The Summer Of Promises Kept
Popping Open Music
like indie rock as much as the next man. Actually, around here, I probably like indie rock more than the next man, unless they’re William “Bloody” Swygart, our local parish priest of the Church Of The Almighty Bedsit. I once had a friend accuse me on a trip of having brought no albums that were not UK indie bands, and much to my chagrin he was right.
So I’m not just reacting to At Dusk’s new album on the basis of a dislike for this sort of music as a whole. Don’t get me wrong, if you can’t stand indie rock At Dusk are emphatically not going to change your mind. But even if you love the stuff The Summer Of Promises Kept is tough going.
There are definitely songs where they get it right, and they’re good enough to turn the album into a qualified success. ‘Reid’s Song’ is practically a response to Teenage Fanclub’s great b-side ‘Broken’, similarly mostly instrumental but ending in the lines “I don’t believe you’re so lonely/I don’t believe you’re the only”. ‘Seventeen Fever Dream’ is an actual instrumental, and the guitar interplay there is compelling. ‘The Image’ possesses a sense of drive most of the album lacks and the elliptical (to be generous) lyrics work for one. The title track is lovely indeed, a quiet intro swelling into laid-back sighing harmonies and a great chorus (even if the reference to “beaches and canyons” and thus to Black Dice was a mistake).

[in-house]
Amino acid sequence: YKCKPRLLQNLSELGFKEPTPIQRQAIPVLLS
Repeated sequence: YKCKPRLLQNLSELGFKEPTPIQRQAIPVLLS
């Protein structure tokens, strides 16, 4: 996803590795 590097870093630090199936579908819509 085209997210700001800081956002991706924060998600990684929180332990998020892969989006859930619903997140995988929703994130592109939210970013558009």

But even at the best these songs can remind you of the worst on display here, where some of the stylistic choices turn into annoyances and worse. ‘Sports’ is the worst offender, reminding me why “twee” is sometimes used as a form of derision. Additionally, there is, and I don’t say this lightly, too much falsetto on this record, while the device of having the main instrumental melody follow the vocal line is also found in abundance (not a good thing). At its worst, then, The Summer Of Promises Kept isn’t just lackluster, it’s annoying. There are experiments that don’t work (‘East/West Party’), an execrable “hidden track” that is clearly listed as such (‘I Am The Starman’), and absurd melodrama (‘Rain In The House’).
Bassist Greg Borenstein’s ‘When You’re Far Away’ is a perfect example of the problem with At Dusk on this album, and also of their promise. The song itself is fine, a quiet, slowly building track. But it’s ruined by the jarring inclusion of “Lai dai dai dai dai” as a placeholder line. Jarring because the first time I heard the song I thought he was singing “come back to my room/die die die die die die”. It’s not the big picture that winds up holding back At Dusk, as they’ve got talent and potential to spare. It’s the little things. As it is, there’s a great EP here, and all of it does grow on you with more exposure. That plus the fact that they say on their website (http://www.atduskmusic.com/) “If you'd like a copy of the whole album, email us your mailing address and we'll send one out to you for free right away” means they’re worth giving a try if you’re into this indie stuff, or at least watching in the future.
Reviewed by: Ian Mathers
Reviewed on: 2003-11-24